William Clay

6th Batallion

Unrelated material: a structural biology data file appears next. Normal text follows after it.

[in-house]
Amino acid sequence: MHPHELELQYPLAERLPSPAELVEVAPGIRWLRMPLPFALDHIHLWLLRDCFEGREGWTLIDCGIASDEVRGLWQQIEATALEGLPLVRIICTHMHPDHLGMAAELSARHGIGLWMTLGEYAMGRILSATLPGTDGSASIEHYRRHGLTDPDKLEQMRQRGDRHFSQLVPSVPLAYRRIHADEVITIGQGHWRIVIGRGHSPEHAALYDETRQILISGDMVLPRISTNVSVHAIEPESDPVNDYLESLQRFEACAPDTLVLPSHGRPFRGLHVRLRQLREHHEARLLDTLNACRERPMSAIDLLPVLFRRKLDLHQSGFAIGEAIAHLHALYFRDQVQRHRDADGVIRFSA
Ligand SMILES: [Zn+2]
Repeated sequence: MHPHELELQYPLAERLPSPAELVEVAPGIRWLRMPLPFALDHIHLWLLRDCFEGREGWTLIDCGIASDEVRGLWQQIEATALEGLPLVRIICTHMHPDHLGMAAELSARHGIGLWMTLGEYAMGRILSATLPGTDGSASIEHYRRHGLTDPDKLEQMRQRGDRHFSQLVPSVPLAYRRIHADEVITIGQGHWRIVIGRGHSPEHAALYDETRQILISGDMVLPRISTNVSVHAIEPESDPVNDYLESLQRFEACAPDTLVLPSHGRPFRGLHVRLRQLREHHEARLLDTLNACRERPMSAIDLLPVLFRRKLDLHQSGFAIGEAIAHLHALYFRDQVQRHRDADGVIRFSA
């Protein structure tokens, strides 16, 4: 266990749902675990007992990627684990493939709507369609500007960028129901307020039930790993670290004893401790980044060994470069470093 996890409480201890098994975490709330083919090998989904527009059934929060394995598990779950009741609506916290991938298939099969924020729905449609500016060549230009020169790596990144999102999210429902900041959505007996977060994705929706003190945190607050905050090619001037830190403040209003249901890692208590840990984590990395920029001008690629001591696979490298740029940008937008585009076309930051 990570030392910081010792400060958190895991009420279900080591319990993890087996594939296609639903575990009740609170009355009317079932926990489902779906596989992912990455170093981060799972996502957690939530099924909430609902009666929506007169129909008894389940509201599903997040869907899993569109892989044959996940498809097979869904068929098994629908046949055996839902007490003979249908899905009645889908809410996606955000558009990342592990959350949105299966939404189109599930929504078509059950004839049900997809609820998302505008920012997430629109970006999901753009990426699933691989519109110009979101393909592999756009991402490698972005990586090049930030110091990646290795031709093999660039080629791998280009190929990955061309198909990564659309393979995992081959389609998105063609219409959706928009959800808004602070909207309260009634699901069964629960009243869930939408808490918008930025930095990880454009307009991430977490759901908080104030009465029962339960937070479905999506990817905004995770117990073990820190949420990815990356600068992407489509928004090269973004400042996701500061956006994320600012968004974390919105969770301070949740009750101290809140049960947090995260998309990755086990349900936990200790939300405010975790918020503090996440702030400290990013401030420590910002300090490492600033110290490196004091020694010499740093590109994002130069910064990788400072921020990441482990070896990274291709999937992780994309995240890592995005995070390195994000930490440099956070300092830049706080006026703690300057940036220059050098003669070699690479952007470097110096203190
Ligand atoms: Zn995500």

WClay deathOLYMPUS DIGITAL CAMERAVE Day Smallwood RoadIt was around November last year when Dorothy found out that the Clay family were living at 823 Garratt Lane. The house is at the end of my road and I rushed out immediately and stood looking at the front door. I was transfixed. Probably because there was a photo to go with it, one of the entire household, this had a special meaning. I couldn’t stop thinking about it and it triggered a desire to find out where the other 181 men on the war memorial lived. It was hard to imagine the moment when the knock came and Cecilia Clay and her four small children learned the awful news. It really brought home to me the appalling personal tragedy that was visited upon so many homes in those four years a century ago. On the 8th August 1917 in the Battle of Passchendaele, a shell landed on the dug-out where Private William Clay was taking cover. The gentle baker from Summerstown had no chance and his name is commemorated on the immense Menin Gate memorial in Ypres. I’ve been past the house many times since that evening. I have gazed at it when I’ve been waiting at the bus-stop through the winter. I admired the pansies so perfectly arranged in little hanging baskets and window boxes in early summer. It will always be William Clay’s house. The photograph of Cecilia with her proud uniformed husband had been left at St Mary’s Church some twenty years ago by someone who signed themselves ‘I Clay’. We were very curious about who this was but the quest to find this person was proving difficult, even with the help of a front page story in the Wandsworth Guardian. The trail seemed to point to Chatham in Kent but had gone cold. In July a friend at school with connections in the Rochester area offered to call in on one of the addresses from where a letter had been returned. He would ask around. Sheila had found a Ken Clay living in the same street, could he be a relative? Ken wasn’t in when Simon visited but a note through his front door did the trick. We were immediately put in touch with Iris in Taunton. Iris Clay’s father Thomas hadn’t been born when the photograph was taken of William and Cecilia Clay with their three small children. Cecilia was pregnant at the time with him and he was only six months old when William was killed. Iris was born in 1942 and lived at 138 Smallwood Road. The extraordinary photograph above taken of a street party on VE Day shows the extended family who lived in four houses next door to each other from number 138 to 144. Sadly none of the houses survive. Iris is the little girl on the extreme left. At number 140 were Bonner family cousins and next door to that at 142 lived her maternal grandparents. Alice Richardson worked in a munitions factory in the First World War and her husband William was a rifleman with the 21st London Regiment. Iris’ brother Ken is also in the photograph sitting on his Mum’s lap and her father Thomas is standing on the right. Incredibly, knowing nothing about this picture, Neil Kirby contacted me last week after hearing an item about the Summerstown182 project on Radio Jackie. His Grandfather, Charles Alfred Kirby was a soldier who survived the war and whose home was at number 136. They lived on there until after the Second World War and some members of his family are probably in the picture enjoying the celebrations.